When the Dallas Cowboys decided to go in a new direction at head coach, it led to a massive overhaul of the coaching staff as well. The other thing that changed was the philosophy of the defense. All offseason, the Dallas Cowboys have worked to improve the talent on a defense that was good in 2019, but not good enough at times as the team finished 8-8.
In free agency, the added Gerald McCoy and Dontari Poe to bolster their interior defensive line. Then they added a slew of cornerbacks in free agency and the draft to try to replace Byron Jones and improve the overall depth at the position. Then they surprised everyone and added Aldon Smith to help them on the edge and be a versatile piece in their hopes to play versatile defensive fronts. Now the Dallas Cowboys made another surprise move, signing former Minnesota Vikings Pro Bowler Everson Griffen to a one-year deal last night.
While there has been excitement and intrigue over the signing of Aldon Smith, most realized that counting on a player who hasn’t played in five years was probably not the best plan. Sure he would give you a good upside player, but the Cowboys needed to look at finding a bonafide pass rusher to fill the void left by Robert Quinn in his departure for Chicago.
And that’s what the Everson Griffen signing did. With Griffen, the Cowboys got a guy who’s had at least eight sacks in a season six times in the last eight years. The two times he didn’t were in 2018 when he only played in 11 games but still had 5.5 sacks. And in 2013, when he played all 16 games but wasn’t a starter for Minnesota.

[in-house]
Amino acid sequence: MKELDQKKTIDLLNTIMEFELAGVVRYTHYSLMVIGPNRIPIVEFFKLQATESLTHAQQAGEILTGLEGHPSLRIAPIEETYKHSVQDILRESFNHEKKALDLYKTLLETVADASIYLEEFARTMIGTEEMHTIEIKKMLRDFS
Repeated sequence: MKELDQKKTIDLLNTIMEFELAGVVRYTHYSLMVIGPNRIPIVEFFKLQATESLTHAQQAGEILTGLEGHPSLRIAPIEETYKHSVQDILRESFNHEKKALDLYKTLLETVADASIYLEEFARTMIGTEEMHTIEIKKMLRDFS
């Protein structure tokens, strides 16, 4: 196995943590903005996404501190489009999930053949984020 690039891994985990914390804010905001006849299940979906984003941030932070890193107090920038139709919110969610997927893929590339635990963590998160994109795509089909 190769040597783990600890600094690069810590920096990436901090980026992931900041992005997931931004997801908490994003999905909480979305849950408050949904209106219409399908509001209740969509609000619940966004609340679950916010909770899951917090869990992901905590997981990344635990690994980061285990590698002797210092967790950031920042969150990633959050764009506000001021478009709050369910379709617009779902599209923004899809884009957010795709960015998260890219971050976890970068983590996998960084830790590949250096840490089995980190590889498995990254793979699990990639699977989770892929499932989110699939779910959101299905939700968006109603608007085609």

Since becoming a full-time starter in 2014, Griffen has played in at least 15 games five of those six seasons. He made the Pro Bowl in four of the last five seasons.
Per Pro Football Focus, Griffen was 13th among edge rushers in the NFL in 2019 in total quarterback pressures with 66, more than Robert Quinn and DeMarcus Lawrence. Everson Griffen also had more quarterback hits that the two leading pass rushers from 2019, finishing ninth among edge rushers with 14. When lined up on the right side of the defense, nobody had more pressures, hurries, or quarterback hits than Everson Griffen.
Now, Griffen plays exclusively on the right side, while other players might move back and forth depending on which side is the strong side of the offense or the matchup.
At 6-3, 275, Griffen has the size to be a factor in the run game as well. In 2019, he finished just 28th in run-stop percentage but was better than TJ Watt, Myles Garrett, Chandler Jones, and Cameron Jordan per Pro Football Focus. In 2018, he was the 11th among edge rushers in run-stop percentage.
By bringing in Everson Griffen, the Dallas Cowboys signed a player that, like DeMarcus Lawrence, doesn’t weaken your run defense when he’s on the field. He’s a true three-down player and can be disruptive in both the run and pass game.
Now the Dallas Cowboys will deploy a defensive line that features DeMarcus Lawrence, Gerald McCoy, Dontari Poe, and Everson Griffen in the starting lineup. Then they’ll be able to bring Aldon Smith, Neville Gallimore, Antwaun Woods, Trysten Hill, and Bradlee Anae or Dorance Armstrong off the bench.
The Dallas Cowboys learned in 2019 that a well-timed move to bring in a veteran could really make a major impact. Instead of trading for the player like they did in 2019 with Robert Quinn, they were able to get one of the best edge rushers available in the 2020 free-agent class. Everson Griffen, in addition to the other signings they made for the defensive line, significantly upgrades the defensive line from where it was in 2019.
Entering training camp, the Dallas Cowboys still had questions at cornerback and edge rusher. Through free agency and the draft, they provided enough options at cornerback that they should be able to find a suitable answer at cornerback.
The Dallas Cowboys answered the right defensive end question with an exclamation point by adding Everson Griffen. The games have to play out, and nothing is guaranteed, but this is a massive move for a team on the cusp of Super Bowl contention.